Red and Joan have six children and eight grandchildren. Red's widow Joan keeps the oil companies in business traveling from one end of the country to the other attending the many activities of a large and proud family. When Joan is at home you will find her in the basement of the Buhrmann Pajama Factory cranking out pajamas for next Christmas for her beloved grandchildren. And like Santa Clsus, she delivers them to the door -- Red smiling his approval.
Excerpt from The Lincoln Journal Star
Red Buhrmann: Excerpted and abridged from The Lincoln Journal Star

Wayne 'Red' Buhrmann spent six months in a German prison camp before re-enrolling at Peru State College in 1945. His 6'4" frame, normally carrying 275 pounds, arrived home in Nebraska at 225. He had lived on meager rations after being shot down in a B-24 bomber over Germany in November 1944 but was suddenly overwhelmed with generosity, heavily laden with calories after liberation.

Just released prisoners in short order gobbled down boxes holding 24 Hershey candy bars and some died because their starved bodies couldn't handle the rush from so much chocolate. Buhrmann was lucky. Waves of nausea caused him to throw up.

Wayne's wife Joan stayed home and raised three sons and three daughters. He became manager of research and development with Goodyear in Lincoln, Nebraska. He died December 3, 1996, age 73.
The full article was published 9 April 2010 Shrinking group of ex-POWs closes ranks in Lincoln

___________________ HAPPY TAIL - GABBY By Peg Schaaeffer

I was contacted by a woman who had two dogs she needed to find homes for. They had belonged to her granddaughter's roommate. The roommate moved and left the dogs behind. The granddaughter had been caring for the dogs but had also moved so the dogs were left behind. The woman went to the house every day to care for the dogs that were outside tied to their dog houses. This was just a few weeks ago while the weather was still so hot. I told her that we were full and that if she could send me pictures I would try to find homes for them. She had no way to get photos to me. So since I was going to town later in the day I told her I would go there and take pictures.

I went to the vacant house and in the backyard were two cute dogs. One was a hound mix and the other, I was told, was a Yorkie/Pug mix. The dogs had shelter and food & water and were well cared for but sometimes that's just not enough. They were alone and had no one to love them. I played with them for a little while and took photos. When I got home I called her to let her know I had been there. She told me the she and her husband would be out of town for three days. They would leave the dogs extra food and water while they were gone. That's all I needed to hear. I told her I would take the dogs.

She called me back later in the day to tell me that her granddaughter's roommate heard the dogs were leaving and wanted to keep one. So only one dog came to the rescue, the cute little Yorkie/Pug mix named "Gabby".

Gabby was a little sweetheart. She had wire hair and her tail curled up over her back. She had a constant little grin on her face and loved to be held. The first night at the house she had already won me over and I let her sleep in the bed with me. Thumbelina sleeps in the crook of my arm so Gabby had to be content to sleep on my back. In the morning when I woke up she was staring at me waiting for signs of life. I pretended to take her nose and that was all she needed. It became our morning routine. I would try to squeeze her nose and she would growl ferociously and grab my hand and shake it. Of course she didn't bite hard; it was her way of playing.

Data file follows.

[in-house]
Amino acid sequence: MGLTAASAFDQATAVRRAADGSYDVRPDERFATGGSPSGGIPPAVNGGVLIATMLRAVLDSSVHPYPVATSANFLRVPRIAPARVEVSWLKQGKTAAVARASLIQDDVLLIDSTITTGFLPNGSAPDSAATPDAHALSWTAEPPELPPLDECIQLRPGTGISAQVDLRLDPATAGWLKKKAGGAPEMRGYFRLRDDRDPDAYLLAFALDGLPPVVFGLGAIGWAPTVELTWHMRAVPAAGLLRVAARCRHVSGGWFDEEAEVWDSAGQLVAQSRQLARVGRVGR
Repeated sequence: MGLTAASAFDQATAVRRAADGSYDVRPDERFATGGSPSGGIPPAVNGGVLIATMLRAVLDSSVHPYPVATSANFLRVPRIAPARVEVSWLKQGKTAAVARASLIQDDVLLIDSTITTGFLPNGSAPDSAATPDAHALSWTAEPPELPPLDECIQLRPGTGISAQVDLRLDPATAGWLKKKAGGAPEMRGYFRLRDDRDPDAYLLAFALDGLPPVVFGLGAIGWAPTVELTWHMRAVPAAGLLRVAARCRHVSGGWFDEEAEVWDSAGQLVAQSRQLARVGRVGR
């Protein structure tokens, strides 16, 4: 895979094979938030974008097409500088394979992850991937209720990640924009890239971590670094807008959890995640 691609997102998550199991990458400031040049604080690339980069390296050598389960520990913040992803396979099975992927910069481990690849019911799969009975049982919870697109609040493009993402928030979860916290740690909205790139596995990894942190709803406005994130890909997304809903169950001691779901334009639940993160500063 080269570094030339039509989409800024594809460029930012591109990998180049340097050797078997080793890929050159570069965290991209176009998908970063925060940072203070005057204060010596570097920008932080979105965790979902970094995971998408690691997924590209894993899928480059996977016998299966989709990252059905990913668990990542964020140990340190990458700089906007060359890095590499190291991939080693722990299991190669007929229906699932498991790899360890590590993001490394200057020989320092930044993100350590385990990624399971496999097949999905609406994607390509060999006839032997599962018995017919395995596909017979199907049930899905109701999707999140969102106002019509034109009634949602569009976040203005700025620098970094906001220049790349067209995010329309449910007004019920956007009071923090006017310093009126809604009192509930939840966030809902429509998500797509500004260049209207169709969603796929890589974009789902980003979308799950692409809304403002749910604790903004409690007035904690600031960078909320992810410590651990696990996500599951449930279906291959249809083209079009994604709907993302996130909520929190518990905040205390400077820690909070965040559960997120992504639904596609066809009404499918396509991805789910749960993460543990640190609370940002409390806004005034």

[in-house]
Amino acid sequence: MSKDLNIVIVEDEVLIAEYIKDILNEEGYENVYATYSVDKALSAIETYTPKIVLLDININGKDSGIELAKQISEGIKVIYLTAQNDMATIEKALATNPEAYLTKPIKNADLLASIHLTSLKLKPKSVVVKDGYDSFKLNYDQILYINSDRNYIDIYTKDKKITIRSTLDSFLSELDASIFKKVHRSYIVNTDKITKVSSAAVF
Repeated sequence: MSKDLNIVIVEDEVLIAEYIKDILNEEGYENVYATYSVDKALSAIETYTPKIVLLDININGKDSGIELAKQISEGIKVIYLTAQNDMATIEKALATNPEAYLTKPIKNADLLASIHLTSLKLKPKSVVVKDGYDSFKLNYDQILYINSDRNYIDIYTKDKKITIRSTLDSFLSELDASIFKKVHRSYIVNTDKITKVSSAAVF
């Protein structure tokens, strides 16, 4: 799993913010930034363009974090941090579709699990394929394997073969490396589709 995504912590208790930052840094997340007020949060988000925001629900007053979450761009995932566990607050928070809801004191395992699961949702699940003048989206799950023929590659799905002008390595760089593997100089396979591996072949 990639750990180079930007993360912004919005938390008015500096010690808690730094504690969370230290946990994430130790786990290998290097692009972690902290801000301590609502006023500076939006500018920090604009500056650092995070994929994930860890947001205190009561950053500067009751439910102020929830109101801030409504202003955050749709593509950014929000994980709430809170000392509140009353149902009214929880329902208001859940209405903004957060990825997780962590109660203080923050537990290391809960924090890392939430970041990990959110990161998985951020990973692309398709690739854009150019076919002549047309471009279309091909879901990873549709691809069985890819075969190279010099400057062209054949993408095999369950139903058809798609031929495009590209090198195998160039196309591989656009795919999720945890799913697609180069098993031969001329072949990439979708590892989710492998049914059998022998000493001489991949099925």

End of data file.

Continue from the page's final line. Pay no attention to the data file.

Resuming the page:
I never had a dog that could fall asleep as fast as Gabby. If you held her in your arm in a matter of seconds she would be sound asleep. When the LWC Track Team came to the farm she won their hearts. If anyone's arms were empty it wasn't for long. Gabby would win them over and they'd be holding her.

When I get in an extra special dog like Gabby I always worry about finding them the best home possible. I begin to think they should stay with me. But I know I can't do that. All the dogs are here to find "furever" homes. Homes where they will be special and have someone to love them and them alone.

That opportunity happened for Gabby. I received a phone call from Patty Fleur. She was looking for a Chihuahua for her sister-in-law, Elaine, who was disabled. Her dog had died and she lived alone. The dog would be her constant companion. I was getting in some Chihuahuas at the end of the week but I told her about my special little girl, Gabby. I texted her a photo and she showed it to Elaine. It was love at first sight.

Patty made an appointment for her and Elaine to come and meet Gabby the next day. All the rest of the day I worried about Gabby. She was so attached to me. Would she be okay with someone else? Would she miss me? I knew I would miss her terribly. Even though I have so many dogs, every now and then one sneaks under my skin.

The next day Patty and Elaine came to the house. Elaine stayed in the car and Gabby walked to the gate with me. I handed her over the fence to Patty and she took her to the car. Gabby sat on Elaine's lap and immediately began giving her kisses. Elaine's face lit up. It was apparent they were a match. Patti filled out the paperwork. The entire time Gabby was so busy giving Elaine kisses she never even looked back at me. As they pulled away I had a lump in my throat and tears welled up in my eyes. I was already missing her.

I went back to the house and got busy. Not even an hour later Patty texted me the following message: "Gabby was very happy to see her new home! Elaine had several puppy toys and Gabby checked several out putting them in a pile. She did all her cute little 'gotta love me' puppy ways and played get the toy and tug of war! Elaine is so happy! Gabby's little tail wagged so much her feet were off the floor! Thanks."

This is what it's all about. It wouldn't have been right for me to keep Gabby. She was put on this earth for a reason and she had a job to do. Although she made me happy for a short time she now will have someone to love and who will love her back. Now I have tears in my eyes for a different reason.

Best wishes to Gabby and Elaine!

This story was posted on 2014-08-31 04:27:52